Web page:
You need assistants to get to the top

In the entertainment industry, one of the most common paths to the top begins with a stint as an executive assistant.

You need assistants to get to the top

In the entertainment industry, one of the most common paths to the top begins with a stint as an executive assistant.

It's not unusual to find graduates of Yale and Harvard answering phones and arranging schedules for the high and mighty. It's one of the few things in the entertainment world that actually makes sense to me.

Arguably the most valuable commodity in the life of a C-level executive is time. So having a world-class assistant is a non-negotiable requirement for a CEO. In my experience, the assistants at the top are always smart, super efficient, poised, professional, and impeccably well presented.

But it's their skills at protecting the boss's time that intrigue me the most. The sheer determination of the multitudes of people who are trying to get time on a powerful person's calendar is pretty intimidating. And yet these assistants fight off the hordes without seeming to break a sweat.

I don't think I'd last a day in the job. I remember sitting through a morning briefing session that my chairman had with his assistant. She presented him with a series of requests for upcoming meetings that ranged from a security analyst gathering to the CEO of a major competitor to the mayor and a senator.

For each one of these meetings, our chairman had specific requests and parameters that he wanted negotiated and/or adhered to before he'd agree to move forward. I was having heart palpitations just trying to imagine the series of machinations that were to ensue for each of these requests.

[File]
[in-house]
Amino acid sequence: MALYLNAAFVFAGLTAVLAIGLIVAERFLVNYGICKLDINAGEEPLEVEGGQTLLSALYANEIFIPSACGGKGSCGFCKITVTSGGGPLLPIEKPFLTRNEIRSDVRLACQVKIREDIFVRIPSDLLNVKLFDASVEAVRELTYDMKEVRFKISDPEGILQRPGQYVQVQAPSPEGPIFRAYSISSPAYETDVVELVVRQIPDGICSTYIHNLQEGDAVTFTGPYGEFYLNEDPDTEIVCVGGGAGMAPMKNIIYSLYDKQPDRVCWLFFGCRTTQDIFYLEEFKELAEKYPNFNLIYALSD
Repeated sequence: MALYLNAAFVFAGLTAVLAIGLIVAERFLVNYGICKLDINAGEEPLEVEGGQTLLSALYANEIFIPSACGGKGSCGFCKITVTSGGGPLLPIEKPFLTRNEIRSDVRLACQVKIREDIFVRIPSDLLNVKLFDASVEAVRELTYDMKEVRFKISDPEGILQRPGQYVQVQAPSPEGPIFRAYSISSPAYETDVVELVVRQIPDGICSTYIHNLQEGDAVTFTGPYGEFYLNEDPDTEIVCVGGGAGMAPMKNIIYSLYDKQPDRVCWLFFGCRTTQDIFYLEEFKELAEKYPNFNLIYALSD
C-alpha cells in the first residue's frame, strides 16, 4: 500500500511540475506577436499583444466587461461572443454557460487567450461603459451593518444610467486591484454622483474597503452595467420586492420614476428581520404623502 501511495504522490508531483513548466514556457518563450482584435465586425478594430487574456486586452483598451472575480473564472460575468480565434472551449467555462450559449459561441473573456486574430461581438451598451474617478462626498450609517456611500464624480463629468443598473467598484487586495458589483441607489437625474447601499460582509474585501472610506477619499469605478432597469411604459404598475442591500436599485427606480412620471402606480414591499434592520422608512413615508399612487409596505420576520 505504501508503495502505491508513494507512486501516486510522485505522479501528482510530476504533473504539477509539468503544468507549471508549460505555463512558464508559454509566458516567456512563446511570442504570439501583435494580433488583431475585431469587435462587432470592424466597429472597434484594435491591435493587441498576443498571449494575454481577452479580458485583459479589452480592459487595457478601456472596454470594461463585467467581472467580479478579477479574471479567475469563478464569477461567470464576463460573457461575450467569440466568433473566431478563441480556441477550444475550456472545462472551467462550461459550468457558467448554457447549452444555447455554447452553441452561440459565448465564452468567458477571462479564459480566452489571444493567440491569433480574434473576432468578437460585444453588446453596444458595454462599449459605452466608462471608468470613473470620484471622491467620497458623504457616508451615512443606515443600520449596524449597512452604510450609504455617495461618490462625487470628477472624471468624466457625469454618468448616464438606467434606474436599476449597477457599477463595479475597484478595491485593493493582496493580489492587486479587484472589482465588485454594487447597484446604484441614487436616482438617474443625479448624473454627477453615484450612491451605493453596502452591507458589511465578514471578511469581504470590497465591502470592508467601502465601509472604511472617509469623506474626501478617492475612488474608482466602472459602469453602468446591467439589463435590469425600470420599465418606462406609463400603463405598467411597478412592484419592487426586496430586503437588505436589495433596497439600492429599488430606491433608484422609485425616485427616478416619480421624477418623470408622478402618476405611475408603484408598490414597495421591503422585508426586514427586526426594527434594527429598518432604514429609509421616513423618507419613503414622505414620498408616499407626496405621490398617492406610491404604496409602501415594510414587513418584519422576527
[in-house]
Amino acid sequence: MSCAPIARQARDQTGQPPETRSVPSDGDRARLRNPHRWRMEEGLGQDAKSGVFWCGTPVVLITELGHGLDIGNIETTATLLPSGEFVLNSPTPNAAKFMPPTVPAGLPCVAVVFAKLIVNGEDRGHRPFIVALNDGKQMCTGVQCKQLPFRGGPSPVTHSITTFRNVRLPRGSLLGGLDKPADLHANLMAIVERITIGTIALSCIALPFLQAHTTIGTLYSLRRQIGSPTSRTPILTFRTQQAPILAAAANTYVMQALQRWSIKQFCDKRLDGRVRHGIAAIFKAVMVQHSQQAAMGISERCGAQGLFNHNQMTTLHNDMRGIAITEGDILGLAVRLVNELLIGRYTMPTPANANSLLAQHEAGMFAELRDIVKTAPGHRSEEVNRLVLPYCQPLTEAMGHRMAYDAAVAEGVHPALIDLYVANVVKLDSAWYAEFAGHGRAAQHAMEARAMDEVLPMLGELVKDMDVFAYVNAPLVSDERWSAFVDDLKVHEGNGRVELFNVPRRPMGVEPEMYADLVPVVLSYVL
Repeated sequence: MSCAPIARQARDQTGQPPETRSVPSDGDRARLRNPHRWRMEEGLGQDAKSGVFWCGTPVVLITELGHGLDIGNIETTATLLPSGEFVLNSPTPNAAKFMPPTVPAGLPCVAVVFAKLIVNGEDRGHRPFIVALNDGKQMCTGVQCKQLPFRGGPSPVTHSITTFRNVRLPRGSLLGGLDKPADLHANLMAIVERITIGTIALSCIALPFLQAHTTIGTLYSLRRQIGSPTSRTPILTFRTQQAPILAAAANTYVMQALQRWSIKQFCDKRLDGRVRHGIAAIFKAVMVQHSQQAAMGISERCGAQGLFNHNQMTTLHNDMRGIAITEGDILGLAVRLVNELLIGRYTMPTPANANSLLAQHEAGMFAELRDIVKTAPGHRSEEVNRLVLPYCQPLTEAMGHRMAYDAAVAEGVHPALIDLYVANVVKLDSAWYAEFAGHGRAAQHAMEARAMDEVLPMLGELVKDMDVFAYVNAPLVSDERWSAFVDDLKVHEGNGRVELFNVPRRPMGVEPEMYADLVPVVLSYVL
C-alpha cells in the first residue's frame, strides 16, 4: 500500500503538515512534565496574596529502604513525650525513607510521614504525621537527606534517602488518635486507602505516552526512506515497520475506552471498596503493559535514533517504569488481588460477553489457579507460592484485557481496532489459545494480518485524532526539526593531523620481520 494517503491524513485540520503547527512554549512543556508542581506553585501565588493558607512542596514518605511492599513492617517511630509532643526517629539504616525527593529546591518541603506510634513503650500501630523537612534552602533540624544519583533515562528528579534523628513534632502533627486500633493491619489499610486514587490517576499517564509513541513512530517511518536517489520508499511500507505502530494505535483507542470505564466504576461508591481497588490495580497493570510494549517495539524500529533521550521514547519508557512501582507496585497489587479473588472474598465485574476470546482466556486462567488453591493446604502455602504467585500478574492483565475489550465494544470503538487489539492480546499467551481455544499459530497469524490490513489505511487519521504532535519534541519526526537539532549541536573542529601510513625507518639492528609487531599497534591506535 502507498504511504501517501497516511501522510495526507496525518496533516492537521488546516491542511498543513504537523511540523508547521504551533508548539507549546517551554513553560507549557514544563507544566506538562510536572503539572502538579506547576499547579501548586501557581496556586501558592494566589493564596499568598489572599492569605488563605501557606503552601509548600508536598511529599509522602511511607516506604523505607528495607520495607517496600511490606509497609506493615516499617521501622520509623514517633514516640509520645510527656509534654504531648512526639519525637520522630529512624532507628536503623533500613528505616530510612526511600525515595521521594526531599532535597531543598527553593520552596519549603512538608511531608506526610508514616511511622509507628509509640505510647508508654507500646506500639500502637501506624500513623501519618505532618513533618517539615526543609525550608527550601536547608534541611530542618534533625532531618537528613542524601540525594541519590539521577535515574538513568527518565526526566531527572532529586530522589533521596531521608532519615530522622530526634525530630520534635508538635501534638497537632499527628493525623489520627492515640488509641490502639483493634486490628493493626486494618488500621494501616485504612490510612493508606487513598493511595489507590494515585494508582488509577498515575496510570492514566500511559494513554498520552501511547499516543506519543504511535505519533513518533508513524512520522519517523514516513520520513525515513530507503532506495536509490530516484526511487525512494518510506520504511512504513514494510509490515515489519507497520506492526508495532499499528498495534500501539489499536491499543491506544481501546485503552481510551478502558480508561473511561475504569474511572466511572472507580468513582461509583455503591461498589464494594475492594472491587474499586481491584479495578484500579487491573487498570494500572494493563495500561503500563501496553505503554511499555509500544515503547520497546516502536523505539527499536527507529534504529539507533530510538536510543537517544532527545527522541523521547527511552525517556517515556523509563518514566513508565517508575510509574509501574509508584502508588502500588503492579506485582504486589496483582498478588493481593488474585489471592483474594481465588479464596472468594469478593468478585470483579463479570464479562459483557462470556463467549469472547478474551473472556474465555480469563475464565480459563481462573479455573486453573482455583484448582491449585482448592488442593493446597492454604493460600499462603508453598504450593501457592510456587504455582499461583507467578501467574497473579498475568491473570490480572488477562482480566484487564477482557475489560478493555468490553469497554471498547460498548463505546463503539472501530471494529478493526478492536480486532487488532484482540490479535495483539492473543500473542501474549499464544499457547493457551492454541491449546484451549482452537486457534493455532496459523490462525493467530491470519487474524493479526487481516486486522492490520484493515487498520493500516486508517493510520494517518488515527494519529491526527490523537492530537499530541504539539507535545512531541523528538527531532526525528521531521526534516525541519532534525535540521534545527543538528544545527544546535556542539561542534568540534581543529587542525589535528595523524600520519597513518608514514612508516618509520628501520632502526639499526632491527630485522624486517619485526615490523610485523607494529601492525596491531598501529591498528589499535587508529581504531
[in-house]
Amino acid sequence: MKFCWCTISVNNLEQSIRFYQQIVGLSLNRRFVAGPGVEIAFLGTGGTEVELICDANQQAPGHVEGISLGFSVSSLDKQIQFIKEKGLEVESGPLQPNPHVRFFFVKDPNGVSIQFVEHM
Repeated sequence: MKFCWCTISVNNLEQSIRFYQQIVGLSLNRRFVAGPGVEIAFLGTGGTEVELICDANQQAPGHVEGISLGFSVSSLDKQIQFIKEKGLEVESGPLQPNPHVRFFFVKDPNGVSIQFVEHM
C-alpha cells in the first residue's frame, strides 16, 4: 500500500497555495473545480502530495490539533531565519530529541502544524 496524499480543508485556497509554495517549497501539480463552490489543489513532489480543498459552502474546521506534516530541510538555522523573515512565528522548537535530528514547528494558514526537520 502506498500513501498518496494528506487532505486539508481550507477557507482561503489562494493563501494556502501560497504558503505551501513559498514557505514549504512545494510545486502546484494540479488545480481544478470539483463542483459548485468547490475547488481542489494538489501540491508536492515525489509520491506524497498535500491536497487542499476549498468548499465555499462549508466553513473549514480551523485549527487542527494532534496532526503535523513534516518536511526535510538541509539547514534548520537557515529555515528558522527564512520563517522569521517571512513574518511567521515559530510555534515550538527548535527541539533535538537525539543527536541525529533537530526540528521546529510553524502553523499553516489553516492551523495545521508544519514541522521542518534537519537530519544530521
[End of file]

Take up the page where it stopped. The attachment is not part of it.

Then it hit me: he generated a similar list every morning!

I'm equally fascinated by the opportunists trying to work their way onto the corner-office calendar. One executive assistant for a CEO that I worked with broke down for me the three types of personalities who try and get past the gate: the "sweet talkers," "bullies," and "stalkers."

Sweet talkers use charm, guile, and humor. Apparently, they are more pleasant to deal with, but, in the end, not much more effective.

Bullies try to intimidate and say things such as, "Your boss knows what this is about and he really needs to speak to me," or they mislead with statements such as, "Michael Bloomberg's office suggested I call."

Stalkers just keep coming and coming in the hopes you'll wear down, have mercy, or not notice one of the times they try and slip through.

And here's a tip for you corporate climbers - these assistants also monitor internal behavior. Assistants have remarkable insight into the internal politics of an organization, along with the strengths and weaknesses of every senior manager. Because they answer most of the calls and e-mails of the top dog, these assistants know who is needy, petulant, aggressive, evasive, smarmy, insecure, and narcissistic.

They are also keenly aware of who is competent, organized, confident, reliable, efficient, and kind. Board nominating committees, in my opinion, should consult with executive assistants before they approve any succession plans. They would learn some surprising information.

So here's a tip: always re-member who the gatekeeper is if you want access to the CEO. If the assistant doesn't like or trust you, you'll be swimming against the tide every minute of the day. If he or she does like you, though, you've won over one of the company's best judges of character.

Don Spetner is EVP, corporate affairs at executive recruitment firm Korn/Ferry International.

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